UB Student Assoication Assembly talks University Heights and Uber

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The Student Association Assembly is hoping to help tackle two of more talked about topics for students: the University Heights and Uber.

The Assembly discussed creating taskforce committees for issues in the Heights neighborhood and the possibilities of bringing car-sharing services like Lyft and Uber to Buffalo. “UB administration has reached out to me about the issues surrounding the Heights,” said SA President Minahil Khan. “We came up with the idea of having student representatives to the Heights to be able to speak on the student perspective.”

Student parties in the Heights have been an ongoing issue for residents in the area. UB disciplined 57 students for partying in the Heights through the first few weeks of the semester.

The plan for the task force is still in its infancy but the Assembly discussed who should be on the panel.

Students proposed that Assembly members make up the task force, but since most assembly members are freshmen and sophomores, some members felt that would be unfair. The Assembly decided the taskforce would include not only Assembly members, but students passionate about the Heights and students who live in the area as well.

SA also discussed new ride sharing services coming to Buffalo.

Members discussed Syracuse Student Association Government President Boris Gresely’s proposal to bring services such as Uber and Lyft to Western New York.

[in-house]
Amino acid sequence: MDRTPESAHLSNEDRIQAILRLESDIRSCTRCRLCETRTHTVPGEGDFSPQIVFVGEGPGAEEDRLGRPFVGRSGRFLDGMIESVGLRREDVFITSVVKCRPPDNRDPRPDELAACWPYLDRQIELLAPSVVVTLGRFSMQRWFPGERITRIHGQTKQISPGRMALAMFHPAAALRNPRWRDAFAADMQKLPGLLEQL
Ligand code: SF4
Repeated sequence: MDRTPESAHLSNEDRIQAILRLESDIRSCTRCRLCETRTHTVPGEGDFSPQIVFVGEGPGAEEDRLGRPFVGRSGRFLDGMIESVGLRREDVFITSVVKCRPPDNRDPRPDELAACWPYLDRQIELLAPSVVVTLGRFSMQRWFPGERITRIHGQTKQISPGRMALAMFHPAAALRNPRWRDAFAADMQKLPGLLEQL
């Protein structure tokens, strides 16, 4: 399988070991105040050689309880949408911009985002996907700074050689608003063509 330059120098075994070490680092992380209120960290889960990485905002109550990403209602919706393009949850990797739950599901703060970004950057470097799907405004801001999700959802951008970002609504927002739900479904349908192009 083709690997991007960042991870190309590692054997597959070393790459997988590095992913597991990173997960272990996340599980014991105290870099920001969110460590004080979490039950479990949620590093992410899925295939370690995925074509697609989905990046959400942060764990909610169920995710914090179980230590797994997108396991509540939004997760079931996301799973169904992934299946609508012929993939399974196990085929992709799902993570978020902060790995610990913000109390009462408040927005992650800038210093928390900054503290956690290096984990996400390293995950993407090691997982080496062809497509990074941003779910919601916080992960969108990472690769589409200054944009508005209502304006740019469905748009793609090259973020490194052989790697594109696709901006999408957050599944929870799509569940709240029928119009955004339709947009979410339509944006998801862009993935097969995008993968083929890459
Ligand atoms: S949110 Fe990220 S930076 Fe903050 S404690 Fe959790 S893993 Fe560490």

The letter was a draft for a bill, but many SA Assembly members felt that while it was a good start, it lacked formality.

“It needed more work with formality and its facts and statistics,” said Cheryl Porzi, a sophomore occupational therapy major.

While Uber and Lyft would provide another way for students to get around Buffalo, the assembly was more skeptical of its capabilities.

Many felt that bringing these services to Buffalo would only be sensible if they could solve more problems than they could create. One member said that Uber would be cheap and safer than having students drinking and driving.

There have been recent concerns with Uber. An Uber driver in Massachusetts was recently sentenced to 10-12 years in prison for raping a woman he picked up. Members also had concerns that potentially drunk students would be targets for criminal drivers.

An Assembly member who works in a law office said that lawmakers would likely see the need for Uber as a drinking problem rather than a safety proposition. The possibility of services coming to Buffalo is in its first stages, but the Assembly felt that the cons to Uber should be recognized.

Wednesday’s meeting started off with elections to committees within assembly. The committees included the Environmental Affairs Committee, which focuses on methods of sustainability and the Rules Committee, which discusses changes to in the SA and discusses the constitution.

Malik Davies, a junior chemical engineering major, was nominated to receive a spot on the Environmental Affairs Committee.

“I work with the Office of Sustainability as a metric coordinator, which is a student position,” Davies said. “I think sustainability is important and it interests me.”

The Assembly concluded the meeting with a discussion of the Maintenance of Effort Bill.

The bill proposes that all increases in tuition would be capped and directly related to educational purposes. Assembly members were given postcards, which would be sent to Governor Andrew Cuomo to urge him to sign the bill.

If Cuomo signs, there will be a slight rise in SUNY tuition.

The next assembly meeting will be held on Nov. 11.

Thanya Theogene is a staff writer and can be reached at news@ubspectrum.com.